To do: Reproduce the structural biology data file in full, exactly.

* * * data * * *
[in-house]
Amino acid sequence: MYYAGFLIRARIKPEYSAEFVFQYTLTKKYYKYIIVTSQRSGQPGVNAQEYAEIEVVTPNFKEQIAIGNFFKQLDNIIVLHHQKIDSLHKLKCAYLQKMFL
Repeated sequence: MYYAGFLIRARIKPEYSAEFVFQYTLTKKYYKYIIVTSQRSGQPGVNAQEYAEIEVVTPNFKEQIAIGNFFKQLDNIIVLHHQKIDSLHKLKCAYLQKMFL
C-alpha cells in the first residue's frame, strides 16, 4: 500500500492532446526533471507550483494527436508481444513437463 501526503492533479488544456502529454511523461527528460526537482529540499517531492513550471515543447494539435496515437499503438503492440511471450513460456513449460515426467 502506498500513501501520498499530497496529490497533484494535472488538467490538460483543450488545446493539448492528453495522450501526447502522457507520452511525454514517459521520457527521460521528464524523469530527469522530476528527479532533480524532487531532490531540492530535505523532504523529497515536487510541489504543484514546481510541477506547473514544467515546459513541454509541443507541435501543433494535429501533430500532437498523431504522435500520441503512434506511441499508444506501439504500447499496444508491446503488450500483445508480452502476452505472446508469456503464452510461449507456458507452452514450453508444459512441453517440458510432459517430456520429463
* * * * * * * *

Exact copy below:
[in-house]
Amino acid sequence: MYYAGFLIRARIKPEYSAEFVFQYTLTKKYYKYIIVTSQRSGQPGVNAQEYAEIEVVTPNFKEQIAIGNFFKQLDNIIVLHHQKIDSLHKLKCAYLQKMFL
Repeated sequence: MYYAGFLIRARIKPEYSAEFVFQYTLTKKYYKYIIVTSQRSGQPGVNAQEYAEIEVVTPNFKEQIAIGNFFKQLDNIIVLHHQKIDSLHKLKCAYLQKMFL
C-alpha cells in the first residue's frame, strides 16, 4: 500500500492532446526533471507550483494527436508481444513437463 501526503492533479488544456502529454511523461527528460526537482529540499517531492513550471515543447494539435496515437499503438503492440511471450513460456513449460515426467 502506498500513501501520498499530497496529490497533484494535472488538467490538460483543450488545446493539448492528453495522450501526447502522457507520452511525454514517459521520457527521460521528464524523469530527469522530476528527479532533480524532487531532490531540492530535505523532504523529497515536487510541489504543484514546481510541477506547473514544467515546459513541454509541443507541435501543433494535429501533430500532437498523431504522435500520441503512434506511441499508444506501439504500447499496444508491446503488450500483445508480452502476452505472446508469456503464452510461449507456458507452452514450453508444459512441453517440458510432459517430456520429463